OTC Sleep Aids
The radio alarm clock on your bedside table strikes midnight but you’ve been tossing and turning in bed for hours. Your mind has been racing to organize tomorrows chores, your work, and next weekend’s plans.
When your mind won’t seem to shut down, you may have tried implementing a number of sleep-promoting strategies. You’ve tried meditation, journaling, sleep hygiene tips, natural sleep aids, yet still, you just can’t fall asleep. It’s at this point that you might start to consider those over-the-counter sleeping pills for relief.
But unfortunately, while most of the over-the-counter sleep aids might help as a temporary solution to get that oh-so-critical slumber, there are a few major caveats worth considering first.
You can’t use them for more than a couple weeks because they might have a counterproductive effect — fanning the flames of insomnia, especially when you stop taking them.
The antihistamines merit special mention here. Yep, you read that correctly, these are made with the active ingredients in allergy and cold medicines. Part of the problem is that your brain can build up a tolerance to these antihistamines' sedative effects.
After a period of time, they stop working at the printed dose and you’re back to square one in search of a remedy for your sleep issues again.
The reason these are called antihistamines is that they block a brain chemical called histamine, which otherwise keeps you awake and alert.
How OTC antihistamines work
The antihistamines used as an OTC sleep aid readily cross the blood-brain barrier. Inside the brain, these medicines also tame another brain chemical called acetylcholine (in addition to histamine), which stirs up many of the following health issues:
- Next-day hangover, sleepiness, and grogginess
- Unrefreshing sleep that kills the major purpose of taking a sleep aid
- Confusion and inability to concentrate or think clearly
- Dry mouth
- Inability to pee
- Pounding heartbeat
- Blurry vision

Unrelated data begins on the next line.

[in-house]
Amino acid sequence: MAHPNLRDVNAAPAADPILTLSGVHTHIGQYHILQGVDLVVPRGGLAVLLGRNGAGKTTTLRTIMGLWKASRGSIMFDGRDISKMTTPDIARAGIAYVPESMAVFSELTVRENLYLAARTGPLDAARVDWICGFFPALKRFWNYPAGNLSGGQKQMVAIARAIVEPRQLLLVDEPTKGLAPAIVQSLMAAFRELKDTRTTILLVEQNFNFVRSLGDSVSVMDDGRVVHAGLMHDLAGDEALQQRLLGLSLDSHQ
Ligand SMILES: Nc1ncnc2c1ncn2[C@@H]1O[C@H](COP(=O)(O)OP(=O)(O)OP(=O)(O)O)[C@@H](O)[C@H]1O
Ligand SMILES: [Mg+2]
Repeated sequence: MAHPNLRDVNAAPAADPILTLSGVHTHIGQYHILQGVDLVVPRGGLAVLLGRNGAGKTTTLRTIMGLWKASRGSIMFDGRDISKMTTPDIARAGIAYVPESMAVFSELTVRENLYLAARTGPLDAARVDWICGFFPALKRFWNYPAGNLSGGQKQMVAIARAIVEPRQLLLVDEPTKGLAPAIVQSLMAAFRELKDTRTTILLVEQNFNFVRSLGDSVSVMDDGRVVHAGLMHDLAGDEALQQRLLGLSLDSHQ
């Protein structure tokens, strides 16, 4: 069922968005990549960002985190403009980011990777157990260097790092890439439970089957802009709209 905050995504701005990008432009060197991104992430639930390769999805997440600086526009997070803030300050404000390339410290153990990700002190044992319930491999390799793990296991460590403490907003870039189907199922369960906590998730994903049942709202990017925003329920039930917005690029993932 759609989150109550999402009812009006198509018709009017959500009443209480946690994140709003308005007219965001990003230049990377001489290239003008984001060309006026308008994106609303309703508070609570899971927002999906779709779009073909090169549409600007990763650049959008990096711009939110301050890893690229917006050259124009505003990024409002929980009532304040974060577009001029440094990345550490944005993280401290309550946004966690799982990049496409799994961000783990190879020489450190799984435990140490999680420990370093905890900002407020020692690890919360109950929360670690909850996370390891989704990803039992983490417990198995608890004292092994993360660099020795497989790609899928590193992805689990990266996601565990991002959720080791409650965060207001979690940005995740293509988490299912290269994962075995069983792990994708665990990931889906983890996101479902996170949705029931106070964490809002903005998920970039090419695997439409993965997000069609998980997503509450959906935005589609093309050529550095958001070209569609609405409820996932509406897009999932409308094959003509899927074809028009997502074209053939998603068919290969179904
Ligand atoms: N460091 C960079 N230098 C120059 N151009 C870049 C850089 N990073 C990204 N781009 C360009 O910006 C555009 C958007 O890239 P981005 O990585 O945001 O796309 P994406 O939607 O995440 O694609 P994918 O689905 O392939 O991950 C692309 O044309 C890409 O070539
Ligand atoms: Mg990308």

- Falls (drowsiness, dizziness, and low blood pressure can increase the risk of falls, especially for the elderly.)
- Memory issues as serious as Alzheimer's disease in heavy, long-term users
Most of these side effects become more pronounced with age. A report published in the JAMA Internal Medicine showed a link between OTC sleep aids and impaired thinking and memory in the elderly.
The sleep benefits of these OTC sleep aids come at the expense of serious side effects. Clinical experts at Harvard even suggest the risks outweigh the benefits when using antihistamines as a sleep aid. In 2017, the American Academy of Sleep Medicine recommended avoiding common over-the-counter antihistamines for tackling chronic insomnia.
The OTC dilemma for the elderly
Unfortunately, our sleep gets worse as we age due to the altering of brain chemistry and patterns as we get older. Compounding the problem, as we advance in our years we become more sensitive to OTC sleep aids.
As you might expect, as we get older and a full restful night’s sleep becomes more difficult to attain, people start to look for solutions. Studies show that older adults in their 60s and 70s start taking these sleep aids more frequently. A clinical review shows that about 47% of people aged 75 years and up will overshoot the recommended daily use instructions of these drugs.
Why do you develop tolerance to OTC sleep aids?
When you overuse antihistamines, your brain becomes desensitized or less sensitive to their tranquilizing effects over time. You might increase the dose in pursuit of sleep, but at the expense of greater risk to your health.
It is possible to overdose on over-the-counter sleep aids, which can result in what is known as antihistamine toxicity.
Common Antihistamines used as OTC Sleep Aids
Most over-the-counter sleep medications contain one of two antihistamines: diphenhydramine and doxylamine. Let’s take a look at the difference between these two types of antihistamines.
Apart from being a sleep aid, DPH is also used against allergic reactions as well as cough and cold symptoms. The US Food and Drug Administration (FDA) lists diphenhydramine as a safe and effective nighttime sleep aid for occasional disturbed sleep.
DPH usually takes more than 30 minutes to one hour to put you to sleep. The sedative (drowsy) effects only last for four to six hours. It’s important to note that sedation is not sleep. It may knock your brain out for some hours, but it does not look the same as natural sleep when analyzed electrophysiologically. As a consequence, the sedating nature of DPH will not be produce all the benefits that natural sleep provides.
DPH will also disrupt your sleep architecture, so the sleep you get will likely be lower quality than you expected. This is perhaps because the drug amplifies the lighter phases of your sleep to the detriment of deep, restful sleep. The lighter sleep throughout the night, in turn, translates into next-day hangover and fatigue.